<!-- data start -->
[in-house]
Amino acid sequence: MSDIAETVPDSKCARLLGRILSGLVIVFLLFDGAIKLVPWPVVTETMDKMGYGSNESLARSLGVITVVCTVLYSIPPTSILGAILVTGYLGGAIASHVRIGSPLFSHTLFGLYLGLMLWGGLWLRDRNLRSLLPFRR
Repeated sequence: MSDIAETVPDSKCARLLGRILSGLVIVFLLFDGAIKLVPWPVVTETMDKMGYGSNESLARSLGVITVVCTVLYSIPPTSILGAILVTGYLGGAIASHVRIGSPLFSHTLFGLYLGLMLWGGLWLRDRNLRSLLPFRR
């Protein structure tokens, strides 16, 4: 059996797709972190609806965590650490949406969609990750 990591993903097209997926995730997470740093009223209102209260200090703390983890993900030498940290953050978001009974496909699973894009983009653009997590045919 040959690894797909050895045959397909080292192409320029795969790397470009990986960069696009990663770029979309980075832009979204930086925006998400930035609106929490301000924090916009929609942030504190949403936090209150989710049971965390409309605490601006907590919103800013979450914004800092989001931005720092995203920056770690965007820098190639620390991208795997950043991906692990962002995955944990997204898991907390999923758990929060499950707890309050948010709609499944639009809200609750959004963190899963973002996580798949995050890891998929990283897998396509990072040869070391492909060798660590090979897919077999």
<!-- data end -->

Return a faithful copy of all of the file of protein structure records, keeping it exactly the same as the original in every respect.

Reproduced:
[in-house]
Amino acid sequence: MSDIAETVPDSKCARLLGRILSGLVIVFLLFDGAIKLVPWPVVTETMDKMGYGSNESLARSLGVITVVCTVLYSIPPTSILGAILVTGYLGGAIASHVRIGSPLFSHTLFGLYLGLMLWGGLWLRDRNLRSLLPFRR
Repeated sequence: MSDIAETVPDSKCARLLGRILSGLVIVFLLFDGAIKLVPWPVVTETMDKMGYGSNESLARSLGVITVVCTVLYSIPPTSILGAILVTGYLGGAIASHVRIGSPLFSHTLFGLYLGLMLWGGLWLRDRNLRSLLPFRR
């Protein structure tokens, strides 16, 4: 059996797709972190609806965590650490949406969609990750 990591993903097209997926995730997470740093009223209102209260200090703390983890993900030498940290953050978001009974496909699973894009983009653009997590045919 040959690894797909050895045959397909080292192409320029795969790397470009990986960069696009990663770029979309980075832009979204930086925006998400930035609106929490301000924090916009929609942030504190949403936090209150989710049971965390409309605490601006907590919103800013979450914004800092989001931005720092995203920056770690965007820098190639620390991208795997950043991906692990962002995955944990997204898991907390999923758990929060499950707890309050948010709609499944639009809200609750959004963190899963973002996580798949995050890891998929990283897998396509990072040869070391492909060798660590090979897919077999």